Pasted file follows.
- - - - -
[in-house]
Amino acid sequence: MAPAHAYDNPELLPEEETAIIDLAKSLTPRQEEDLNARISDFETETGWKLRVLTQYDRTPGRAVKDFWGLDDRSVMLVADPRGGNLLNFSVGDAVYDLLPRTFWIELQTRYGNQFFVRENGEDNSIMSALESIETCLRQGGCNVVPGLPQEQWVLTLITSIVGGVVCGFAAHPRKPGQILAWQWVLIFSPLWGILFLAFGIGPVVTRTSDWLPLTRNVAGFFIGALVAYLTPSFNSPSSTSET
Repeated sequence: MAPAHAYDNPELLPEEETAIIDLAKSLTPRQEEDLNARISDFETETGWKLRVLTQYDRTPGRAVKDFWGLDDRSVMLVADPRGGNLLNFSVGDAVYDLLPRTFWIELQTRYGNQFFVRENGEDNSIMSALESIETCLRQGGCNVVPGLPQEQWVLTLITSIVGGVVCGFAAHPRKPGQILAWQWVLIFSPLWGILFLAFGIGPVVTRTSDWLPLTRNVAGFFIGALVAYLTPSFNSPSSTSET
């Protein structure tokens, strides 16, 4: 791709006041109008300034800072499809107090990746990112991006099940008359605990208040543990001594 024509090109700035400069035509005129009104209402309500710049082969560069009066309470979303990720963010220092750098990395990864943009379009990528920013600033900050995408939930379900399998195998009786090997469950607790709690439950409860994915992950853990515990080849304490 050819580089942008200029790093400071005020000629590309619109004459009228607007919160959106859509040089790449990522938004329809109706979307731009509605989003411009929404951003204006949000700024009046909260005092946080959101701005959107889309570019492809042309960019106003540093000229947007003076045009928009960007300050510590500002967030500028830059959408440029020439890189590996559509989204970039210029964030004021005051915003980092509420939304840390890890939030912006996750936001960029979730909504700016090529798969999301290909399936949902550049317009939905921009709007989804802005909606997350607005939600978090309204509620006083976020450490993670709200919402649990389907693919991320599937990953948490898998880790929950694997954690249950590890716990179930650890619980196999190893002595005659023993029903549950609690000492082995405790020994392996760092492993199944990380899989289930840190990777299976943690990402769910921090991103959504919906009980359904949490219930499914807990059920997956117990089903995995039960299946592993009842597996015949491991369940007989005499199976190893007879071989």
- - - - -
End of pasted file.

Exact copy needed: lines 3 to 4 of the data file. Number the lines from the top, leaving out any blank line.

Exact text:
Repeated sequence: MAPAHAYDNPELLPEEETAIIDLAKSLTPRQEEDLNARISDFETETGWKLRVLTQYDRTPGRAVKDFWGLDDRSVMLVADPRGGNLLNFSVGDAVYDLLPRTFWIELQTRYGNQFFVRENGEDNSIMSALESIETCLRQGGCNVVPGLPQEQWVLTLITSIVGGVVCGFAAHPRKPGQILAWQWVLIFSPLWGILFLAFGIGPVVTRTSDWLPLTRNVAGFFIGALVAYLTPSFNSPSSTSET
């Protein structure tokens, strides 16, 4: 791709006041109008300034800072499809107090990746990112991006099940008359605990208040543990001594 024509090109700035400069035509005129009104209402309500710049082969560069009066309470979303990720963010220092750098990395990864943009379009990528920013600033900050995408939930379900399998195998009786090997469950607790709690439950409860994915992950853990515990080849304490 050819580089942008200029790093400071005020000629590309619109004459009228607007919160959106859509040089790449990522938004329809109706979307731009509605989003411009929404951003204006949000700024009046909260005092946080959101701005959107889309570019492809042309960019106003540093000229947007003076045009928009960007300050510590500002967030500028830059959408440029020439890189590996559509989204970039210029964030004021005051915003980092509420939304840390890890939030912006996750936001960029979730909504700016090529798969999301290909399936949902550049317009939905921009709007989804802005909606997350607005939600978090309204509620006083976020450490993670709200919402649990389907693919991320599937990953948490898998880790929950694997954690249950590890716990179930650890619980196999190893002595005659023993029903549950609690000492082995405790020994392996760092492993199944990380899989289930840190990777299976943690990402769910921090991103959504919906009980359904949490219930499914807990059920997956117990089903995995039960299946592993009842597996015949491991369940007989005499199976190893007879071989």